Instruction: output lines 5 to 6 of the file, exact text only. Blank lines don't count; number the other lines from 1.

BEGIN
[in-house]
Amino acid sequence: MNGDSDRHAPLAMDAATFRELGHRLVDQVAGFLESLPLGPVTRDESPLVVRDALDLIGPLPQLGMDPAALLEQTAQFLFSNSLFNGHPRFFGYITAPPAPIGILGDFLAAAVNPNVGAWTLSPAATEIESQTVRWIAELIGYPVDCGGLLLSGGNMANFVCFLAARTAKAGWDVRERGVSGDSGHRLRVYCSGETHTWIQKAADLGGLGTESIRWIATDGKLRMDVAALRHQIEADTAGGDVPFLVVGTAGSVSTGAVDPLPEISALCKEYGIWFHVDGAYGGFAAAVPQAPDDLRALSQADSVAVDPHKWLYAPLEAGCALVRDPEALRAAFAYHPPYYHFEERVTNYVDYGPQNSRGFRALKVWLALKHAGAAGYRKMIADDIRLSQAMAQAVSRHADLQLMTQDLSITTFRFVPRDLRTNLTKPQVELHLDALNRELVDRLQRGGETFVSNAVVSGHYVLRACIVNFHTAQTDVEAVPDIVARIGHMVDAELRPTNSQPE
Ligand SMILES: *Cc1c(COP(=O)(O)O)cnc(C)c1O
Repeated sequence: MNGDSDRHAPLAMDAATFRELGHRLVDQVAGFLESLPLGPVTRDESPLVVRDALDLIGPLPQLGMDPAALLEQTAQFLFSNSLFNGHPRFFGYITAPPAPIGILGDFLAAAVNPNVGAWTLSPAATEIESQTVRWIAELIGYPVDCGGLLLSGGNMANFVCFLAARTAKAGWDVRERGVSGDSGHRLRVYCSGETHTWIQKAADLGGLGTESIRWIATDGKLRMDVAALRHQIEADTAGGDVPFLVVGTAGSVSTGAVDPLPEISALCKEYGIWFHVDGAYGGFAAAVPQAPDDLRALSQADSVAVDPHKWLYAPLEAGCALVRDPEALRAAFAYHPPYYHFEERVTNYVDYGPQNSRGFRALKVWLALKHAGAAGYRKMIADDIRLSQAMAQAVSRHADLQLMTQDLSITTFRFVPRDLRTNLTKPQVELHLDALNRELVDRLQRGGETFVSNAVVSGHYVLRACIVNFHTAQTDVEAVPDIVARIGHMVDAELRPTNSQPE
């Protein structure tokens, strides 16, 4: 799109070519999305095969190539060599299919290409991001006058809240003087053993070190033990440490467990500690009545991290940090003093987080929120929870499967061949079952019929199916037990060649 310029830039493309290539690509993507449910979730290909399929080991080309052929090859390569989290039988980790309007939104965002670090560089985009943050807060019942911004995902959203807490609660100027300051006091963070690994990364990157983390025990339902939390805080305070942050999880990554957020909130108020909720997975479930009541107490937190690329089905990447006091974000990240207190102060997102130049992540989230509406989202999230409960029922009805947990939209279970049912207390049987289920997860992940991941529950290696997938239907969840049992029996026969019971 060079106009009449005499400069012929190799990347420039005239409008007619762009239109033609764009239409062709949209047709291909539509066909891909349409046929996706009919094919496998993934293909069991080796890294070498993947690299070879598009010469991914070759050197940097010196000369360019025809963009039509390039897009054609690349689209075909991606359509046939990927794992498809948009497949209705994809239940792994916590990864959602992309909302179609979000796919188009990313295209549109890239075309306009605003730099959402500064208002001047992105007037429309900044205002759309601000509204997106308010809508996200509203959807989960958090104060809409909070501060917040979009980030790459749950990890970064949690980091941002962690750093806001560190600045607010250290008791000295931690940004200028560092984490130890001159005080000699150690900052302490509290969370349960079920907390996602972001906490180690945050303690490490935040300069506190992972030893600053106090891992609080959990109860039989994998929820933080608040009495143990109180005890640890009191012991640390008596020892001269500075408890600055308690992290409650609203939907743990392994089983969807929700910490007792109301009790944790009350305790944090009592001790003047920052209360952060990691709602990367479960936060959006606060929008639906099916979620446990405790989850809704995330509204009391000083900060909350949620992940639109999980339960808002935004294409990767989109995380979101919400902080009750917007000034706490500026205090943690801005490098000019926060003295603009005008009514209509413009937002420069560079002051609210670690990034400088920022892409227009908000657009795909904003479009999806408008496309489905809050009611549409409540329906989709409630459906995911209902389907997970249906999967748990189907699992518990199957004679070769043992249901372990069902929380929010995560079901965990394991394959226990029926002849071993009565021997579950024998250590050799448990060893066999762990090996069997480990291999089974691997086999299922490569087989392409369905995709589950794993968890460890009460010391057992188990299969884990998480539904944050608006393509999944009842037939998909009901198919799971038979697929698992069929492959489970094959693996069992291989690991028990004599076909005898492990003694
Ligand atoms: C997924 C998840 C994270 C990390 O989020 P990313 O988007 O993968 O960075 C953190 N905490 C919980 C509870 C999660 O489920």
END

């Protein structure tokens, strides 16, 4: 799109070519999305095969190539060599299919290409991001006058809240003087053993070190033990440490467990500690009545991290940090003093987080929120929870499967061949079952019929199916037990060649 310029830039493309290539690509993507449910979730290909399929080991080309052929090859390569989290039988980790309007939104965002670090560089985009943050807060019942911004995902959203807490609660100027300051006091963070690994990364990157983390025990339902939390805080305070942050999880990554957020909130108020909720997975479930009541107490937190690329089905990447006091974000990240207190102060997102130049992540989230509406989202999230409960029922009805947990939209279970049912207390049987289920997860992940991941529950290696997938239907969840049992029996026969019971 060079106009009449005499400069012929190799990347420039005239409008007619762009239109033609764009239409062709949209047709291909539509066909891909349409046929996706009919094919496998993934293909069991080796890294070498993947690299070879598009010469991914070759050197940097010196000369360019025809963009039509390039897009054609690349689209075909991606359509046939990927794992498809948009497949209705994809239940792994916590990864959602992309909302179609979000796919188009990313295209549109890239075309306009605003730099959402500064208002001047992105007037429309900044205002759309601000509204997106308010809508996200509203959807989960958090104060809409909070501060917040979009980030790459749950990890970064949690980091941002962690750093806001560190600045607010250290008791000295931690940004200028560092984490130890001159005080000699150690900052302490509290969370349960079920907390996602972001906490180690945050303690490490935040300069506190992972030893600053106090891992609080959990109860039989994998929820933080608040009495143990109180005890640890009191012991640390008596020892001269500075408890600055308690992290409650609203939907743990392994089983969807929700910490007792109301009790944790009350305790944090009592001790003047920052209360952060990691709602990367479960936060959006606060929008639906099916979620446990405790989850809704995330509204009391000083900060909350949620992940639109999980339960808002935004294409990767989109995380979101919400902080009750917007000034706490500026205090943690801005490098000019926060003295603009005008009514209509413009937002420069560079002051609210670690990034400088920022892409227009908000657009795909904003479009999806408008496309489905809050009611549409409540329906989709409630459906995911209902389907997970249906999967748990189907699992518990199957004679070769043992249901372990069902929380929010995560079901965990394991394959226990029926002849071993009565021997579950024998250590050799448990060893066999762990090996069997480990291999089974691997086999299922490569087989392409369905995709589950794993968890460890009460010391057992188990299969884990998480539904944050608006393509999944009842037939998909009901198919799971038979697929698992069929492959489970094959693996069992291989690991028990004599076909005898492990003694
Ligand atoms: C997924 C998840 C994270 C990390 O989020 P990313 O988007 O993968 O960075 C953190 N905490 C919980 C509870 C999660 O489920």